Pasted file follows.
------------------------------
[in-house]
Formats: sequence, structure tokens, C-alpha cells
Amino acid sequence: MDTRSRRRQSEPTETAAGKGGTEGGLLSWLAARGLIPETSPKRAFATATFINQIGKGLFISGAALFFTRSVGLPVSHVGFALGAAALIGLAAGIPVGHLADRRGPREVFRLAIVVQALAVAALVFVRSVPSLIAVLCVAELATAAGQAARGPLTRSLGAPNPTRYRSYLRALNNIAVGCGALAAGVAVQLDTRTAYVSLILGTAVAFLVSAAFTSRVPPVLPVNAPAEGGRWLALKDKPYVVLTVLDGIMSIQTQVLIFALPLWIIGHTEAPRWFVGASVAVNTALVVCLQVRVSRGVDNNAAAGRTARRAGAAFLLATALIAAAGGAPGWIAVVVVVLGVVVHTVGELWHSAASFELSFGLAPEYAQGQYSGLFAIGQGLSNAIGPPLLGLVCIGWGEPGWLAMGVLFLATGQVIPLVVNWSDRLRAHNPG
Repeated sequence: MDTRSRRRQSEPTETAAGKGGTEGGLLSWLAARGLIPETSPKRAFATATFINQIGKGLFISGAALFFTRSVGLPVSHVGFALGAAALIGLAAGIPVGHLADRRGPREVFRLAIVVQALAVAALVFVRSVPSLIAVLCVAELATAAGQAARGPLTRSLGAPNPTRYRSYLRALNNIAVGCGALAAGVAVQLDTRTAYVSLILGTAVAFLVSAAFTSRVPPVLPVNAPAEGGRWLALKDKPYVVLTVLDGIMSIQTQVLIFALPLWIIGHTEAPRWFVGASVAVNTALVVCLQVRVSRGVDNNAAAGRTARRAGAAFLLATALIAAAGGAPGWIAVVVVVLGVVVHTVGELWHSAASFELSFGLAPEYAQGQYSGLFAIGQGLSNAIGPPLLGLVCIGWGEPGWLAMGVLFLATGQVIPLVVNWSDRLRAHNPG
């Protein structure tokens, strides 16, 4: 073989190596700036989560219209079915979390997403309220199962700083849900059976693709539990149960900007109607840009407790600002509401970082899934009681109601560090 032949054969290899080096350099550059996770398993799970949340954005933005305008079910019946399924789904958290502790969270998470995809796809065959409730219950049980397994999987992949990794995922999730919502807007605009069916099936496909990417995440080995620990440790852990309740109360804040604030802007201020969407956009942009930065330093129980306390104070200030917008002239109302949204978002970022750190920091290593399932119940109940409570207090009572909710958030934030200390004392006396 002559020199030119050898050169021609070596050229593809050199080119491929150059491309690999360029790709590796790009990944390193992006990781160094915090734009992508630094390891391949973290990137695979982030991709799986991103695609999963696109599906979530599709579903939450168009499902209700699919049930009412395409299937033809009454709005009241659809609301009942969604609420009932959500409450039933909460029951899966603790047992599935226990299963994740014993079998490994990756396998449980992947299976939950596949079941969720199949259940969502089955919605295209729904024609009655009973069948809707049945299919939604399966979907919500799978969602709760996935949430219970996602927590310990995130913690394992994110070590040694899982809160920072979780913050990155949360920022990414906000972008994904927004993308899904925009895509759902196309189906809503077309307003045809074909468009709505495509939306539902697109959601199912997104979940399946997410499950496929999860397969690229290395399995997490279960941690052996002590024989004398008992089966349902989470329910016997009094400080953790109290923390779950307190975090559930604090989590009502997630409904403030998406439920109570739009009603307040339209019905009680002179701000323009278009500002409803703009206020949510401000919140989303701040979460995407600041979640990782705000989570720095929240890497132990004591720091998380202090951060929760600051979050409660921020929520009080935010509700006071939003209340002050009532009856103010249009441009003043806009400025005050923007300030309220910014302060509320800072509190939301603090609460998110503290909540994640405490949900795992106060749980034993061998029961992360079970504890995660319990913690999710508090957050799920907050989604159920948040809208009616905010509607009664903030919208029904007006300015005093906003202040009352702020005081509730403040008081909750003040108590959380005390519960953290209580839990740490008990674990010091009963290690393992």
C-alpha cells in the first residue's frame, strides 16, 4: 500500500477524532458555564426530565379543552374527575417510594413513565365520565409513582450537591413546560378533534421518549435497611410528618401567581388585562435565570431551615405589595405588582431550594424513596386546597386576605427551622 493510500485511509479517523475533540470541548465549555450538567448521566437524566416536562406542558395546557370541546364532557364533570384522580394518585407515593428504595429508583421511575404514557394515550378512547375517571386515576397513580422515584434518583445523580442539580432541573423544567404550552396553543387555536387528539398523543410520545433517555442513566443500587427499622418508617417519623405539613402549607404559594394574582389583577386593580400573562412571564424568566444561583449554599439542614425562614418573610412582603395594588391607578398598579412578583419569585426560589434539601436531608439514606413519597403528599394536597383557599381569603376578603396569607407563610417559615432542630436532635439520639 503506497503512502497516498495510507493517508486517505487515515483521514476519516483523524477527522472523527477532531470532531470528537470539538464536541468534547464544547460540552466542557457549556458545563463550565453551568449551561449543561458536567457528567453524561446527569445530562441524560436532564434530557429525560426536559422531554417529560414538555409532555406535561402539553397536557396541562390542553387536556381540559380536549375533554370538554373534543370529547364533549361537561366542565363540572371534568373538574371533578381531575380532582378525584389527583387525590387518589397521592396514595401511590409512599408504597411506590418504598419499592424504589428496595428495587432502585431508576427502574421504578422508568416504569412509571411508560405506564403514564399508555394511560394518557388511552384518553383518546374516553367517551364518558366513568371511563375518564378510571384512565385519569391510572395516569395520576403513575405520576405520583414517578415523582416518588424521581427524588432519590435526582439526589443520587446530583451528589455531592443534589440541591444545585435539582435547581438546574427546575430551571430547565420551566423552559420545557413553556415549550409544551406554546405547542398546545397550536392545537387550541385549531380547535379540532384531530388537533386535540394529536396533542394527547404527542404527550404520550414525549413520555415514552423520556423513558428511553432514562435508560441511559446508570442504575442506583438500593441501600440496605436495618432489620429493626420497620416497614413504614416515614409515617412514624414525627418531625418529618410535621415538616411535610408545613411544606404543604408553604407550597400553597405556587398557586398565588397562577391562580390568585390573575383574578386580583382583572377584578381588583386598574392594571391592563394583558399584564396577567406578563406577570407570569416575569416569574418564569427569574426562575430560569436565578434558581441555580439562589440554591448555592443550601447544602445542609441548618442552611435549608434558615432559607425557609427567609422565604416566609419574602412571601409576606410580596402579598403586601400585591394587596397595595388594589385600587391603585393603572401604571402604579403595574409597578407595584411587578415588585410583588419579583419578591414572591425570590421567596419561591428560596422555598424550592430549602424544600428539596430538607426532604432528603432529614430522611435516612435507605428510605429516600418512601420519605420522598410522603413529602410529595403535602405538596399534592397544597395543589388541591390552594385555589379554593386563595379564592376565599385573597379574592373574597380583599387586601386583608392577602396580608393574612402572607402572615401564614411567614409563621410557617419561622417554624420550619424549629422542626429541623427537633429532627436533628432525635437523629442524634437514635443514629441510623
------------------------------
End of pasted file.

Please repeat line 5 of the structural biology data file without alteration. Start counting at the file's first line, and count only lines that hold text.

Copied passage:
């Protein structure tokens, strides 16, 4: 073989190596700036989560219209079915979390997403309220199962700083849900059976693709539990149960900007109607840009407790600002509401970082899934009681109601560090 032949054969290899080096350099550059996770398993799970949340954005933005305008079910019946399924789904958290502790969270998470995809796809065959409730219950049980397994999987992949990794995922999730919502807007605009069916099936496909990417995440080995620990440790852990309740109360804040604030802007201020969407956009942009930065330093129980306390104070200030917008002239109302949204978002970022750190920091290593399932119940109940409570207090009572909710958030934030200390004392006396 002559020199030119050898050169021609070596050229593809050199080119491929150059491309690999360029790709590796790009990944390193992006990781160094915090734009992508630094390891391949973290990137695979982030991709799986991103695609999963696109599906979530599709579903939450168009499902209700699919049930009412395409299937033809009454709005009241659809609301009942969604609420009932959500409450039933909460029951899966603790047992599935226990299963994740014993079998490994990756396998449980992947299976939950596949079941969720199949259940969502089955919605295209729904024609009655009973069948809707049945299919939604399966979907919500799978969602709760996935949430219970996602927590310990995130913690394992994110070590040694899982809160920072979780913050990155949360920022990414906000972008994904927004993308899904925009895509759902196309189906809503077309307003045809074909468009709505495509939306539902697109959601199912997104979940399946997410499950496929999860397969690229290395399995997490279960941690052996002590024989004398008992089966349902989470329910016997009094400080953790109290923390779950307190975090559930604090989590009502997630409904403030998406439920109570739009009603307040339209019905009680002179701000323009278009500002409803703009206020949510401000919140989303701040979460995407600041979640990782705000989570720095929240890497132990004591720091998380202090951060929760600051979050409660921020929520009080935010509700006071939003209340002050009532009856103010249009441009003043806009400025005050923007300030309220910014302060509320800072509190939301603090609460998110503290909540994640405490949900795992106060749980034993061998029961992360079970504890995660319990913690999710508090957050799920907050989604159920948040809208009616905010509607009664903030919208029904007006300015005093906003202040009352702020005081509730403040008081909750003040108590959380005390519960953290209580839990740490008990674990010091009963290690393992």